Topic: Law and Civil Liberties

Get Your Laws off My Body … of Constitutional Rights

One of the underappreciated costs of Roe v. Wade is its potentially radioactive effect on other rights.  Exhibit A:  The debate over the federal Partial Birth Abortion Act, whose constitutionality the Supreme Court will consider tomorrow during oral argument in Gonzales v. Carhart

The Act, passed in 2003, attempts to do what the Supreme Court told the Nebraska legislature it couldn’t do in Stenberg v. Carhart:  ban partial birth abortion without providing any exception for the health of the mother.  Why does Congress think it can tread where Nebraska couldn’t?  Because Congress, unlike the Nebraska legislature, inserted legislative findings in its version of the act, and those findings state that partial birth abortion is never “medically necessary” to a woman’s health.  The Solicitor General, in turn, contends that those findings deserve deference.

Now, I’m no fan of Roe or partial birth abortion.  But the case is about more than abortion:  If the Supreme Court owes Congress blanket deference when it determines facts that affect the scope of a Court-declared constitutional right, then the ever-shrinking power of the Supreme Court to “say what the law is” has shrunk to a disturbingly low ebb.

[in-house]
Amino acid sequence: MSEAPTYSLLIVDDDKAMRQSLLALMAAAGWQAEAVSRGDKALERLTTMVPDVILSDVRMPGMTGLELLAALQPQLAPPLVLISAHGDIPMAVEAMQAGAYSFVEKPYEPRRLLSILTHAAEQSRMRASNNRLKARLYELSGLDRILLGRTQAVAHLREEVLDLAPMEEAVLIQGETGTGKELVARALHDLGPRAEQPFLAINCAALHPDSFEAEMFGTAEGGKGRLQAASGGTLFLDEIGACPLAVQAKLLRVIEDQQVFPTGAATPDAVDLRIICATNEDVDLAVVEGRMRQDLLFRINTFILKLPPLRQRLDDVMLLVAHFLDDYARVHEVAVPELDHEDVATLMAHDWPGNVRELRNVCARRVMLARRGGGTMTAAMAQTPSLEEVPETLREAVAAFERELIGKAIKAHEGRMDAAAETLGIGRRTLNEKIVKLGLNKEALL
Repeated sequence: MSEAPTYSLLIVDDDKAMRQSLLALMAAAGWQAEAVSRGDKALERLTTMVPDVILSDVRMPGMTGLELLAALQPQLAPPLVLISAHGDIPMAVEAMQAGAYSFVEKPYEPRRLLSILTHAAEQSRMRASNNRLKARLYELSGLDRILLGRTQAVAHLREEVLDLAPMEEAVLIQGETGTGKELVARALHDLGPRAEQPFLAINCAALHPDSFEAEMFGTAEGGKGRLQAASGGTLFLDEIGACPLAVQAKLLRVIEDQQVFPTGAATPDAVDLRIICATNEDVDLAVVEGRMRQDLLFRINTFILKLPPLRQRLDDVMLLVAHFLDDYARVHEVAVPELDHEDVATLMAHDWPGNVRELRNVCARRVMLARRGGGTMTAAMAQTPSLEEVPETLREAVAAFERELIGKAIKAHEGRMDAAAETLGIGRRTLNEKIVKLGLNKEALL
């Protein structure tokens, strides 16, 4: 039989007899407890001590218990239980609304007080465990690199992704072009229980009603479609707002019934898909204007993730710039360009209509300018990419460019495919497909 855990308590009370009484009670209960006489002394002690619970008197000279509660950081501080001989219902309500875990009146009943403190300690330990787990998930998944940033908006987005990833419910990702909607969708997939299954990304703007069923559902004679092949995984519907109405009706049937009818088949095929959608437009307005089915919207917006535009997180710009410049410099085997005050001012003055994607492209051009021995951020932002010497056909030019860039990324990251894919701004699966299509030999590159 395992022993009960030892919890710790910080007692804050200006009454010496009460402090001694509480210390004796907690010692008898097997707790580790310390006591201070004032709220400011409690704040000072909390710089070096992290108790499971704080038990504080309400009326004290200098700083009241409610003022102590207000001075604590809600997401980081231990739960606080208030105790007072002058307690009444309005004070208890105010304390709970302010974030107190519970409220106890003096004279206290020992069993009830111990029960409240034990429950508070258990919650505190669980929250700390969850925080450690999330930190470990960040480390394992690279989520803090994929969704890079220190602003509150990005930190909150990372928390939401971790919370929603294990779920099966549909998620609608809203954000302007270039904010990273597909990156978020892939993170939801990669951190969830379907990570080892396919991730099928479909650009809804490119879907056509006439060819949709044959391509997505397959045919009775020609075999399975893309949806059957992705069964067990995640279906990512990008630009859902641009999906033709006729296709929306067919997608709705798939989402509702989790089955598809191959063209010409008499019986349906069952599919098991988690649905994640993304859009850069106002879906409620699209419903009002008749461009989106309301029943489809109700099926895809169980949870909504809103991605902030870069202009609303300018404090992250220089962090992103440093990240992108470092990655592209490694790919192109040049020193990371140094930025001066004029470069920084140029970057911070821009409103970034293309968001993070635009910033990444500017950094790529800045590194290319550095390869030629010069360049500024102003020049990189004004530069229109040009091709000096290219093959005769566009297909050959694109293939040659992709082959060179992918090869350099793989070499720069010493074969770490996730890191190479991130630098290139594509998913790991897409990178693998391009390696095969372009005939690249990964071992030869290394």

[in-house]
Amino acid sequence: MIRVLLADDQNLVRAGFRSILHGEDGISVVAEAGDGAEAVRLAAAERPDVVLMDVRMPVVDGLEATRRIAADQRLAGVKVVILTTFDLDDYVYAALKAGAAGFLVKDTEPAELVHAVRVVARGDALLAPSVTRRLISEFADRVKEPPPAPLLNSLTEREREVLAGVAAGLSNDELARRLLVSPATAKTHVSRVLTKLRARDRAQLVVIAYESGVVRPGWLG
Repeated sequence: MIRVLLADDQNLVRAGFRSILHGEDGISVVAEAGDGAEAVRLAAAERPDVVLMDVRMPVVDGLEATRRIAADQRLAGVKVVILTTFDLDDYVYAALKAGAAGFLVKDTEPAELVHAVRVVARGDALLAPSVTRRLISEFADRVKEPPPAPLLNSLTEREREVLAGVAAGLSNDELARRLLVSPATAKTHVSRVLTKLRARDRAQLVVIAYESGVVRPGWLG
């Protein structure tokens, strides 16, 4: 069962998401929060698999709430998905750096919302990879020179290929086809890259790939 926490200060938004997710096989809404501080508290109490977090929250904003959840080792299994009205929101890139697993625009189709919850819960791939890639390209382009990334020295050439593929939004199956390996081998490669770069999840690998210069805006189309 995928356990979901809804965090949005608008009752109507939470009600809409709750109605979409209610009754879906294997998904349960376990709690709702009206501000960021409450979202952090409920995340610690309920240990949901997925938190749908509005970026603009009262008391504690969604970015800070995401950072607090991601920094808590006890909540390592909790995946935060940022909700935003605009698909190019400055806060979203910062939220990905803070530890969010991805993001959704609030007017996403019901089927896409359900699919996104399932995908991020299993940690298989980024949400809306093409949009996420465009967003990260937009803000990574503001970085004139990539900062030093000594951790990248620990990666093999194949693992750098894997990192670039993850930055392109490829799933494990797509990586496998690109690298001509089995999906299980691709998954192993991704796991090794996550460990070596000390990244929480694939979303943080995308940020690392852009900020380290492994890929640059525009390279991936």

The costs for other judicially protected rights, if the Court took up the SG’s suggestion, are unnerving.  Imagine, say, that Congress finds that affirmative action in schools of higher education that sponsor ROTC is necessary to promote an effective multicultural military.  Should that trigger a compelling interest exception to strict racial neutrality?  Or imagine that Congress finds that affirmative action in higher education is needed not for another 25 years, as Justice O’Connor hypothesized in Grutter v. Bollinger, but another 30 or 40?  Or that Congress finds that EPA-sanctioned eminent domain in dense urban residential areas constitutes a “public use” under the Takings Clause when exercised in favor of environmentally conscious developers who commit to redevelop the land to create more green space?

If, as many conservatives hope, the Court in Carhart declares that Congress can determine facts that affect the scope of a right, all of those arguments will be far more plausible, as a matter of precedent, than they are today, a point Cato makes in its heterodox amicus brief supporting the pro-choice side in Carhart.

This danger underscores one of the toxic costs of Roe:  When the Court is unable to overturn Roe, but nonetheless holds the case in relatively low esteem, the temptation is strong to give Congress more and more power to nibble at its edges.  Once Congress is granted the power to nibble at one set of rights, all other rights are suddenly less secure.